My vision for The Neurosciences Institute has not changed; I wish to have a place in which talented young people can, in fact, be free of too many bureaucratic burdens, so that they can be imaginative. There’s a wonderful essay by Van’t Hoff, who was much maligned by other chemists in the late 19th century, because he thought of chemistry as being a matter of shape. And in fact, he finally turned out to be correct and was given the first Nobel Prize in chemistry. He produced a wonderful article called Imagination in Science. In it, he said he wanted to talk about science as imagination in the service of the verifiable truth. He wanted to talk mostly about imagination, not verification. When he considered imagination, he wanted to find out how ‘crazy’ some imaginative scientists were. I thought that was rather a beautiful notion. Crazy is a metaphor for saying, be free to try out things and don’t just be experts.  That’s the vision I have for the Institute.  Of course, one pays for that vision because it’s not one which is commonly supported in present times.

The projects I am most excited about have to do with two areas.  One concerns building a conscious artifact.  Is it possible to find out what consciousness is about in the brain, beyond the philosopher’s description?  And second of all, I want to learn a little bit more about learning in the invertebrate kingdom – for example, in the octopus species.  Those are invertebrates that I think may be revealing.

The second interest is a little crazy because one might say why not just study people?  Well in considering the evolution of species, you never know where your next idea is going to come from.

Can you define the relationship between music and the brain?

We have people who are doing that here at the Institute. What we found out is, when you give a simple sequence of notes or beats that are temporally regular, you can notice responses in the parts of the brain that involve auditory cortex – the hearing part. Those parts line up, but so do the ones that have to do with motor control.  So if you give a human subject a series of equally spaced taps, and then you ask them to emphasize the first or the second in their mind, you can actually watch the motor centers of the brain light up.

The fact is, that the frontiers of music and the structure of speech are handled in different parts of the brain.  Some people believe that the study of responses to music in the brain is a royal road to understanding language. That is one thing we have that’s unique; no other species has a true language. Snowball is the name of a parrot we have studied here at the Institute.  We once thought that the ability to synchronize responses to any rhythm was something unique to human beings.  But it turns out that’s wrong.  In fact, our colleagues here have discovered that for Snowball there’s no rhythmic combination of jazz that she doesn’t dance to, even syncopated jazz. That finding is really worth showing your students as a warning against human arrogance.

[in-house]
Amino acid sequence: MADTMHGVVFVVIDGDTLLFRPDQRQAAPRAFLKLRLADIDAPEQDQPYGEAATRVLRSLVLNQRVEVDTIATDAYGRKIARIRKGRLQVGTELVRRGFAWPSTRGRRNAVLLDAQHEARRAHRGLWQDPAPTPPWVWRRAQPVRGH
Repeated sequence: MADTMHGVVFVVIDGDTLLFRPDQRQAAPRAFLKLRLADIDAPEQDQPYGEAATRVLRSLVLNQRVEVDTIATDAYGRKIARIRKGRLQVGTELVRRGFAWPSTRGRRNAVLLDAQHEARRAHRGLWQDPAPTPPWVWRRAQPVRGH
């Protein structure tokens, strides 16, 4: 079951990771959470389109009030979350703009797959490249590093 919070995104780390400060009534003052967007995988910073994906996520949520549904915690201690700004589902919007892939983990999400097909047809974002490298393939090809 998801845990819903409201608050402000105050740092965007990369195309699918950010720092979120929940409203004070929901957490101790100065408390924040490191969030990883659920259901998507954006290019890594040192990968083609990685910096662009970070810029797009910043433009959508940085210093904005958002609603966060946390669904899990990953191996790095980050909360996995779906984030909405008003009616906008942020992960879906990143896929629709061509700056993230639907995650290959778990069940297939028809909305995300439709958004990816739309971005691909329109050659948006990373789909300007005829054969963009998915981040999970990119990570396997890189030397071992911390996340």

Do you still play the violin?

I haven’t practiced the violin in quite a long time because I find, unlike a cheerful amateur, that once you’ve been professionally trained, you can play in tune but you won’t be playing music unless you practice for six months.

What advice would you give a small liberal arts college today about teaching science or preparing scientists?

I would say to faculty, don’t emphasize the lectures but rather emphasize the extraordinary challenges in scientific research. Consider the kinds of thinking you have to apply to those challenges when you’re trying to create, discover, or prove something. Set the students up so that they appreciate the extraordinary challenges that are involved in critical thinking.

When I went to Ursinus, it was a preparatory school for two careers: religion and medicine. What’s happened in John Strassburger’s day, as you well know, and now with Bobby Fong taking on the presidency, is that it has been transformed into a truly deep liberal arts organization, which I think is a wonderful thing.  It relates very well, I think, to what I said about language and science.

If you select smart kids, it doesn’t matter that they aren’t going to, say Berkeley, where you have a B.S. degree and following that you stay to get a Ph.D.  At such a university, the paths are all linked in some way, a way that you cannot achieve at a liberal arts college like Haverford or Swarthmore or Ursinus. Besides giving students the idea that you must be imaginative in science, it’s important for students to see what the constrictions are on the actual performance of research. At Berkeley, you don’t have to worry about that, because they’re all a bunch of hot shots and specialists.  At Ursinus, you couldn’t possibly afford to do that.  But if your students are smart enough, they can pick up the professional issues later.

It’s very encouraging and exciting that Ursinus has expanded its horizons as a liberal arts college.  And that’s what I found when I met Bobby Fong – he resonates enormously to this idea.  It’s not an idea that’s easy to realize.  Given the economics of our time – it’s a wide open challenge. It’s certainly a worthy one.